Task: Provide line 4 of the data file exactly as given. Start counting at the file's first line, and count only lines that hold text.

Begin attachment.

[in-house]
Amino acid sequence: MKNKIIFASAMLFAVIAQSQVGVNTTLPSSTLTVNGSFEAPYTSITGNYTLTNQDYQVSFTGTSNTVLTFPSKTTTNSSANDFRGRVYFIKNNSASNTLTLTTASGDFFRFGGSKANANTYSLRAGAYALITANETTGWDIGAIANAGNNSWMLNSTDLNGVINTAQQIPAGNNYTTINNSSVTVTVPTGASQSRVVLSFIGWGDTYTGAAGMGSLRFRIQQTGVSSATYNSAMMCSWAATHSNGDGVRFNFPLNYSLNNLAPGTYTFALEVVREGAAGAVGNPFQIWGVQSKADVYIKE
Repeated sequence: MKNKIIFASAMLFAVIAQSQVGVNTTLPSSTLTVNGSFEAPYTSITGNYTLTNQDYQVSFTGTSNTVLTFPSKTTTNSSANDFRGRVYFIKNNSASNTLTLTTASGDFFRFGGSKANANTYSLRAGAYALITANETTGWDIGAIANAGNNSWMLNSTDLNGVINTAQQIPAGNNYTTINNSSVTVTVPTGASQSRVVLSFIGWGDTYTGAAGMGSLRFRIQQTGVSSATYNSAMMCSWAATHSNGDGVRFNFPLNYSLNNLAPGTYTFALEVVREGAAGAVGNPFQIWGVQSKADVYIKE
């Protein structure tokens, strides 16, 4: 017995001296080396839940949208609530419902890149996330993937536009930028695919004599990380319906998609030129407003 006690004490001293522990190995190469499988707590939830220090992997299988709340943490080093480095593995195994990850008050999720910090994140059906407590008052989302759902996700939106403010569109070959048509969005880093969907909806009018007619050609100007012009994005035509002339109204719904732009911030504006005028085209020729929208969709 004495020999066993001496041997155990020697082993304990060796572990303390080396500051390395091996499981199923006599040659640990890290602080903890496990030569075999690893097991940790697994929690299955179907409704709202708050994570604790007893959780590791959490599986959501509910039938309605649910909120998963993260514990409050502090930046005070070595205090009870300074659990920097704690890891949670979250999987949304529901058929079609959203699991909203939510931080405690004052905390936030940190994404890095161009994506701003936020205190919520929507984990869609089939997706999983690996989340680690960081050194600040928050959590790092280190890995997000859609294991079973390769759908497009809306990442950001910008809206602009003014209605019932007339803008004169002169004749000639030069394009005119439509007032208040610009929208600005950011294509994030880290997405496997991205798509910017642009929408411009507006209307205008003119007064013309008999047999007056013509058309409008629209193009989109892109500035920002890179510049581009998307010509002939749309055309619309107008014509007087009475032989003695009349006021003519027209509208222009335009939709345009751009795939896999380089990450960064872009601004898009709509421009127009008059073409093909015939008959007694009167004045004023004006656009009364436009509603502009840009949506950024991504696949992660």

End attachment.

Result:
């Protein structure tokens, strides 16, 4: 017995001296080396839940949208609530419902890149996330993937536009930028695919004599990380319906998609030129407003 006690004490001293522990190995190469499988707590939830220090992997299988709340943490080093480095593995195994990850008050999720910090994140059906407590008052989302759902996700939106403010569109070959048509969005880093969907909806009018007619050609100007012009994005035509002339109204719904732009911030504006005028085209020729929208969709 004495020999066993001496041997155990020697082993304990060796572990303390080396500051390395091996499981199923006599040659640990890290602080903890496990030569075999690893097991940790697994929690299955179907409704709202708050994570604790007893959780590791959490599986959501509910039938309605649910909120998963993260514990409050502090930046005070070595205090009870300074659990920097704690890891949670979250999987949304529901058929079609959203699991909203939510931080405690004052905390936030940190994404890095161009994506701003936020205190919520929507984990869609089939997706999983690996989340680690960081050194600040928050959590790092280190890995997000859609294991079973390769759908497009809306990442950001910008809206602009003014209605019932007339803008004169002169004749000639030069394009005119439509007032208040610009929208600005950011294509994030880290997405496997991205798509910017642009929408411009507006209307205008003119007064013309008999047999007056013509058309409008629209193009989109892109500035920002890179510049581009998307010509002939749309055309619309107008014509007087009475032989003695009349006021003519027209509208222009335009939709345009751009795939896999380089990450960064872009601004898009709509421009127009008059073409093909015939008959007694009167004045004023004006656009009364436009509603502009840009949506950024991504696949992660």